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No, Trump can’t use Congress’ recess to squash the Russia scandal—unless Democrats let him.

If my inbox and Twitter mentions are any indication, liberals are alarmed that President Donald Trump might fire Attorney General Jeff Sessions (or force him to resign) and then, once Congress goes on recess for the summer, appoint an interim attorney general who will fire special counsel Robert Mueller or sabotage his investigation.

Never say never with Trump, of course, but it’s worth noting—for the benefit of cable talking heads and the general public alike—that Trump can’t just snap his fingers and make this happen. He may think he can, but he can’t.

The Supreme Court’s 2014 decision in National Labor Relations Board v. Noel Canning meaningfully circumscribed the recess appointment power, making it unconstitutional for a president to make such appointments unless the Senate adjourns for a formal recess.

A determined minority can thus effectively void the recess appointment power until the official end of the congressional term in January, by holding pro-forma sessions that keep the Senate technically in business. To fully recess, Democrats would have to agree to an adjournment resolution. If Senate Majority Leader Mitch McConnell wanted to do Trump’s bidding, he could introduce such a resolution (to adjourn until, say, the day after Labor Day) but Democrats could filibuster that resolution, which would give way to a messy floor fight, and test of wills, that Democrats would probably win.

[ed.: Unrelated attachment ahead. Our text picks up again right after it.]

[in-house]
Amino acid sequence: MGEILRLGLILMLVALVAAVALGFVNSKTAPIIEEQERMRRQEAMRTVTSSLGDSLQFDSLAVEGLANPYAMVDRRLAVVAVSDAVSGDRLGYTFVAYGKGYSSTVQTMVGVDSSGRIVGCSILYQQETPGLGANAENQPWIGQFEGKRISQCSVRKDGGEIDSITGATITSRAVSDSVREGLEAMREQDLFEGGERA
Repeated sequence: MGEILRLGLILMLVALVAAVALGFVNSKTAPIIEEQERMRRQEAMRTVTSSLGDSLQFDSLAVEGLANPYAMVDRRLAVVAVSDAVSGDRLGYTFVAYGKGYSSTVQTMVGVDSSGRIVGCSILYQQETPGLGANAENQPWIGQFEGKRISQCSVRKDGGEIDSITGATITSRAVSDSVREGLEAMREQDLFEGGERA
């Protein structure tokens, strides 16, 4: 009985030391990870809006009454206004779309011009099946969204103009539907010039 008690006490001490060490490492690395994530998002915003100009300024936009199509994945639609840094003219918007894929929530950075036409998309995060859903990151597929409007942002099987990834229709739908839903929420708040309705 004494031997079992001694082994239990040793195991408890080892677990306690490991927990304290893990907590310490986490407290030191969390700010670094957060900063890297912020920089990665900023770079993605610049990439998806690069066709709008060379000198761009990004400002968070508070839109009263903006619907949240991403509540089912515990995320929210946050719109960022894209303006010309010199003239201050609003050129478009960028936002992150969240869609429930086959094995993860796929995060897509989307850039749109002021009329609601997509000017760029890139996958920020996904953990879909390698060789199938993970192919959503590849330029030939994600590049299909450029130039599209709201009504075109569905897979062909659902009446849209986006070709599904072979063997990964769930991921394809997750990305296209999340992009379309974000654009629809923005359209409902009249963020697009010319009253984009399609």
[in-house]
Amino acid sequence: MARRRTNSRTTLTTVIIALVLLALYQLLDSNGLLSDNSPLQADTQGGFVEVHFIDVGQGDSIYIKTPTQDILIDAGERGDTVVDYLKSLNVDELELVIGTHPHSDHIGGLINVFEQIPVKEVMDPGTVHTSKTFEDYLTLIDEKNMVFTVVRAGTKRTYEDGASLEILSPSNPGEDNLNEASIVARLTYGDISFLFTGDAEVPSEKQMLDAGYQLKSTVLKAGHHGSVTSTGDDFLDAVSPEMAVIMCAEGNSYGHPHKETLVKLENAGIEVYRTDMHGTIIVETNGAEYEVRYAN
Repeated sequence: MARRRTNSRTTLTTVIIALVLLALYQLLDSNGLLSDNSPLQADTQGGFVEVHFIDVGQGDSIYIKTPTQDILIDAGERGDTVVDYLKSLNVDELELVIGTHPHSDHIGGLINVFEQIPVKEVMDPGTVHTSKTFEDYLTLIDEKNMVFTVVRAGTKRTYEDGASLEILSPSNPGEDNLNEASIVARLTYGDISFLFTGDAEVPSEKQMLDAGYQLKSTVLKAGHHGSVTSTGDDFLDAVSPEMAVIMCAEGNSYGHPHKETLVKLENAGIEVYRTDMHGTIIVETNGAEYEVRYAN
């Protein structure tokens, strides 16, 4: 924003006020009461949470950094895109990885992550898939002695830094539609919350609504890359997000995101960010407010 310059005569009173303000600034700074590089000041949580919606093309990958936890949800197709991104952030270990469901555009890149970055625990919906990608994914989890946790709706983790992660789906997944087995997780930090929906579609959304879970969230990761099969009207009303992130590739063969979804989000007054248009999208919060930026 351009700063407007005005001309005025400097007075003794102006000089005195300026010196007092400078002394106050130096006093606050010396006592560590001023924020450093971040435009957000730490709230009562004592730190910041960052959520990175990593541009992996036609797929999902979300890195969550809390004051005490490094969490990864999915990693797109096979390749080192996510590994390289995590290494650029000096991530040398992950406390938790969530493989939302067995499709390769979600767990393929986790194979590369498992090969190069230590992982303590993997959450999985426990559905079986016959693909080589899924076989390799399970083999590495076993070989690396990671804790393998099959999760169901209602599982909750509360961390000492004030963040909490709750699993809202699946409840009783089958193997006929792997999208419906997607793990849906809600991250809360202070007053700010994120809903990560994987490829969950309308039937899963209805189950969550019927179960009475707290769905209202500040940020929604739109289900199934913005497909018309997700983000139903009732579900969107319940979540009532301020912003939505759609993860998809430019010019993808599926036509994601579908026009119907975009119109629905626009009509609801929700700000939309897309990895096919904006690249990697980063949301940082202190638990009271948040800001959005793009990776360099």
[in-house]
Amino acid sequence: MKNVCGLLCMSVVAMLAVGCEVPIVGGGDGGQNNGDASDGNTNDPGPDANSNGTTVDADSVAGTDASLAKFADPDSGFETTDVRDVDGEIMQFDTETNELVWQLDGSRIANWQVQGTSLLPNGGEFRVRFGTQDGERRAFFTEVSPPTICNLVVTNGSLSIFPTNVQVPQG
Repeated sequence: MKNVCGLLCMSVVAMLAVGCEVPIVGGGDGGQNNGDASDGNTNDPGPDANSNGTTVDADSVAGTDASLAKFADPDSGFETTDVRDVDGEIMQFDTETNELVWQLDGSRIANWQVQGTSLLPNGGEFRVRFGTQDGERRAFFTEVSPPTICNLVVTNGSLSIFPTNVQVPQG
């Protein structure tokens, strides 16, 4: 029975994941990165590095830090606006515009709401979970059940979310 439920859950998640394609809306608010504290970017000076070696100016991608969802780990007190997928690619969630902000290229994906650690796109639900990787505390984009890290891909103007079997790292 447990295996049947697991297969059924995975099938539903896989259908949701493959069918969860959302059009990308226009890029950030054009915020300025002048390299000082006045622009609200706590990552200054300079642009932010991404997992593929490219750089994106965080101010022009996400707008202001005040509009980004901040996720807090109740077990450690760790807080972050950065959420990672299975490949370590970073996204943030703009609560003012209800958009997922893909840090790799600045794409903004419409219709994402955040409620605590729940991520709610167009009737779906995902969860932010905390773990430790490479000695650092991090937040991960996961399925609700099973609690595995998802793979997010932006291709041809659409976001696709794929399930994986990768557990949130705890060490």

I doubt McConnell wants that fight. But there’s no other legal path to a recess appointment. Which is why there have been pro-forma sessions during every recess of this term. McConnell knows how this works; he perfected the strategy back when he was minority leader. And my sense is that that the current minority leader, Chuck Schumer, will make clear this afternoon that Democrats haven’t forgotten.